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Real Business Cycle Theory

Real Business Cycle Theory

Ever wondered what really causes fluctuations in the economic performance of a country? Whenever we hear news about macroeconomic instability, the economists involved refer to business cycles and factors that cause business cycles. Real business cycle theory is one of the theories suggested by economists to explain the causes of macroeconomic instability. This theory suggests that economic instability is caused by "real" factors that affect aggregate supply. So, what are these real factors? And what does the real business cycle theory say? Read on, and let's find out!

Real Business Cycle Theory Definition

Among the modern views of the causes of macroeconomic instability is the real business cycle theory. By definition, the real business cycle theory is a theory that suggests that business cycles are a result of technological changes and the availability of resources, both of which influence productivity and cause changes in the long-run aggregate supply. Here, fluctuations in the economy are caused by technological changes and the availability of resources, which means that the real business cycle theory focuses on the supply side of the economy since technology and resources are used in production.

Real business cycle theory is a theory that suggests that business cycles are a result of technological changes and the availability of resources, both of which influence productivity and cause changes in the long-run aggregate supply.

Let's look at the example below to make things clearer.

Oil prices in the USA have increased rapidly. As a result, productivity decreases significantly for companies that operate heavy gasoline-fueled machinery. This decrease in productivity means that the economy experiences a decrease in its real output, which results in a decrease in the long-run aggregate supply of the USA.

Read our article on the Business Cycle to learn more.

Features of Real Business Cycle Theory

The defining feature of the real business cycle theory is that it focuses on the impact technological changes and resource availability have on aggregate supply. This is illustrated in Figure 1, which is based on a reduction in resource availability and shows a shift in the long-run aggregate supply to the left.

Real business cycle theory A decline in long-run aggregate supply StudySmarterFig. 1 - A decline in long-run aggregate supply

As seen in Figure 1, a reduction in the availability of resources results in a leftward shift of the long-run aggregate supply (LRAS) curve from LRAS1 to LRAS2. Real output reduces from Q1 to Q2 as a result, and this reduces money demand and money supply, shifting the aggregate demand curve to the left from AD1 to AD2. In the end, we have a recession where the price level remains the same.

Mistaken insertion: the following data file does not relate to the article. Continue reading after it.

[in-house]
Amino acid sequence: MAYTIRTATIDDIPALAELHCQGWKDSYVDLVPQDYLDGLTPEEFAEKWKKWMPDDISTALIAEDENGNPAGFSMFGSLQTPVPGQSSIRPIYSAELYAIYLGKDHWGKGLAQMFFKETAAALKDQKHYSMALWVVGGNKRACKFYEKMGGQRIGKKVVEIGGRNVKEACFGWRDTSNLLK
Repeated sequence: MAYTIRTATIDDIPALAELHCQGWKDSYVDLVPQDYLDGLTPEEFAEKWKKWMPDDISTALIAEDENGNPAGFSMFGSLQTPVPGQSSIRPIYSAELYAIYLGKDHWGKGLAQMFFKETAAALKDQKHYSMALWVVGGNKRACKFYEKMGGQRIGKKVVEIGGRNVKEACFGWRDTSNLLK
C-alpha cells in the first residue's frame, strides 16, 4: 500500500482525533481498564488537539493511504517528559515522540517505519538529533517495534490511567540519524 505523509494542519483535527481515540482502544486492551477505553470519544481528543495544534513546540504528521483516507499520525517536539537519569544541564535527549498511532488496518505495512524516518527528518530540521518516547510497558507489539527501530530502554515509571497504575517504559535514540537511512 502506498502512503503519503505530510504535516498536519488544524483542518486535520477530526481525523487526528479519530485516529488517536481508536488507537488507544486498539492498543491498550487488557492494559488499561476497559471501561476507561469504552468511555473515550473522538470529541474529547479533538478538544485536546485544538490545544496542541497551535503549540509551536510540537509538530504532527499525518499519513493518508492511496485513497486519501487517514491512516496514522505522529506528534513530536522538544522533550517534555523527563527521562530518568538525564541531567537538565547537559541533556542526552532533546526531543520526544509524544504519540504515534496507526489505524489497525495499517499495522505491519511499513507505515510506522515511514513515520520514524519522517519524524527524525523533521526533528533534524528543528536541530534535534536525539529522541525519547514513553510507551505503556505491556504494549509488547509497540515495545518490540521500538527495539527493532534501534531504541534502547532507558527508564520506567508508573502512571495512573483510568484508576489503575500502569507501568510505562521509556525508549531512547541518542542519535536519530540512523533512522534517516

Assumptions of Real Business Cycle Theory

There are some assumptions that accompany the real business cycle theory. These assumptions are mainly in terms of the expected behavior of economic agents as the long-run aggregate supply changes with a significant change in technology or resource availability. So, let's see what happens in the case of a reduction in resource availability using Figure 2 as a visual reference.

Real business cycle theory A decline in long-run aggregate supply StudySmarterFig. 2 - A decline in long-run aggregate supply

As the LRAS curve shifts from LRAS1 to LRAS2, the economy experiences a reduction in output from Q1 to Q2. As this happens, people have fewer things to buy, and they require less money. Therefore, there is a reduction in the demand for money. The resulting reduction in business activity means that businesses will borrow less from banks, and this reduces the money supply since banks will be giving fewer loans. The reduction in the money supply means that people have less money to buy things, and this reduces aggregate demand, as shown by the leftward shift from AD1 to AD2. As shown, the real output ends up declining while the price level remains unchanged.

So, what about an increase in long-run aggregate supply? Let's say newer, better technology emerges. Well, it is expected that output will increase, which means that people will demand more money, the businesses will borrow more from the banks, so they can produce more, and this will increase the money supply. The increase will cause aggregate demand to increase, increasing real output without changing the price level.

All in all, the real business cycle theory argues that macroeconomic instability emerges from changes in aggregate supply rather than from changes in aggregate demand.

Policy Implications of Real Business Cycle Theory

The real business cycle theory has two main macroeconomic policy implications. These macroeconomic policy implications include policy ineffectiveness and the need for fixed rules. Let's look at these in turn!

For policy ineffectiveness, the main argument is that systematic monetary and fiscal policies will be ineffective in reducing unemployment. This is because these policies would be predictable, which would prevent them from having the desired effect. Let's explain with an example.

Let's say with elections approaching, the government deliberately reduces taxes to influence the voting decisions of the people. This should result in a change in the economic behavior of the people; for example, an increase in demand. However, after several years of pulling the same trick, people may realize the trend and not act as expected. If demand does not increase as a result of a tax cut, then aggregate demand does not increase, and the policy does not have the desired effect.